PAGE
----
Fatigue from constantly being vilified as a male

This is probably what is driving most other men towards the MRM. It is a realization that they have been raised to believe in, and support the idea of a social contract, and the realization that feminism has hijacked the social contract for the purposes of punishing and vilifying men.

Men are learning that they are just as likely to be victims of domestic violence and sexual assault, having spent a life time advocating for and defending women, only to realize that they are considered no better than a convicted rapist in the eyes of many women. The belief that all men are violent, and all men are potential rapists is a core element of many factions of feminism.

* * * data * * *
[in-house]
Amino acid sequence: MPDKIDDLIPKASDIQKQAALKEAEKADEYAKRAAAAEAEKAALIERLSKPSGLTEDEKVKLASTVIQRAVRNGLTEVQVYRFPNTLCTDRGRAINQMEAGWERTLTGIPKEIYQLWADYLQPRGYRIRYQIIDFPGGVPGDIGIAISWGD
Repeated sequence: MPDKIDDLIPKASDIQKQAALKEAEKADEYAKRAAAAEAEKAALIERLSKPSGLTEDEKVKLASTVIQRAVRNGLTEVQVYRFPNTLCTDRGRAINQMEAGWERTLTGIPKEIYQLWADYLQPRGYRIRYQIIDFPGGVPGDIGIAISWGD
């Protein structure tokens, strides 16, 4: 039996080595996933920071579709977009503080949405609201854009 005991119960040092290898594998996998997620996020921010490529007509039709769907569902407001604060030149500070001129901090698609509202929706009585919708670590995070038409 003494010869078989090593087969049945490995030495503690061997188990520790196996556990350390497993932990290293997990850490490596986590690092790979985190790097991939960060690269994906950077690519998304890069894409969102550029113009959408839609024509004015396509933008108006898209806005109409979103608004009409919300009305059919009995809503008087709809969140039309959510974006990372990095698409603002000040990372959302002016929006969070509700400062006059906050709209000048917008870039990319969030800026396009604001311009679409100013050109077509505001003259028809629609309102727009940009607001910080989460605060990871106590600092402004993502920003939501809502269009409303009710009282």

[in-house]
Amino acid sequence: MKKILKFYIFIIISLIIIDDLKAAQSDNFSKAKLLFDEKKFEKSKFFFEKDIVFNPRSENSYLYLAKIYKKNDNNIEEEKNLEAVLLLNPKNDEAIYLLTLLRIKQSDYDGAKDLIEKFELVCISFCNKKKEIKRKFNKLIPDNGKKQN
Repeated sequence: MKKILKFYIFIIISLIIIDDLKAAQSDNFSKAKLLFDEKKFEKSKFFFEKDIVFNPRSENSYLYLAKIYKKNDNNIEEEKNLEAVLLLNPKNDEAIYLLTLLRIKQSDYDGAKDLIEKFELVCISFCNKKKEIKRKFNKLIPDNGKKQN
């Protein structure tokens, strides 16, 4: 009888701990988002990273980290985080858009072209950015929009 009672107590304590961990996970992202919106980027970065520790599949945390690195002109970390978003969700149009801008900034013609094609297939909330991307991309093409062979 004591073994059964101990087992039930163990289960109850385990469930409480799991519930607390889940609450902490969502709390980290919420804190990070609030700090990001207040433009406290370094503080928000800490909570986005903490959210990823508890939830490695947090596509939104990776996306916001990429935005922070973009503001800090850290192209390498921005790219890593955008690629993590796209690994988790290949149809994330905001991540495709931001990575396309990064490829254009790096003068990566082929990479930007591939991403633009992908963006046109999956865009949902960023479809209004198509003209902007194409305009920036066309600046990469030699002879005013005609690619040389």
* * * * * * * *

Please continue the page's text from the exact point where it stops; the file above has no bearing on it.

In some environments, even identifying as a Men’s Rights Activist (MRA), or somebody sympathetic to men’s rights, can result in the employee being ostracized, shamed and bullied, and with 70% of HR Managers being female, this creates a complex situation for employers, especially when many of these women publicly identify as feminists.

A few generations ago, if a man wanted to cut down a woman in the workplace when she raised a concern, he would probably crack a joke about it being that time of the month for her, and rightfully so, such a comment must have been really annoying to deal with, but yet today, women regularly do the same thing when they accuse a man of mansplaining.

So, as a HR Manager, what would happen if a male employee was speaking and a female colleague accused him of mansplaining, only to be told herself that she should keep her misandric comments to herself, or people will thing that it’s that time of the month for her?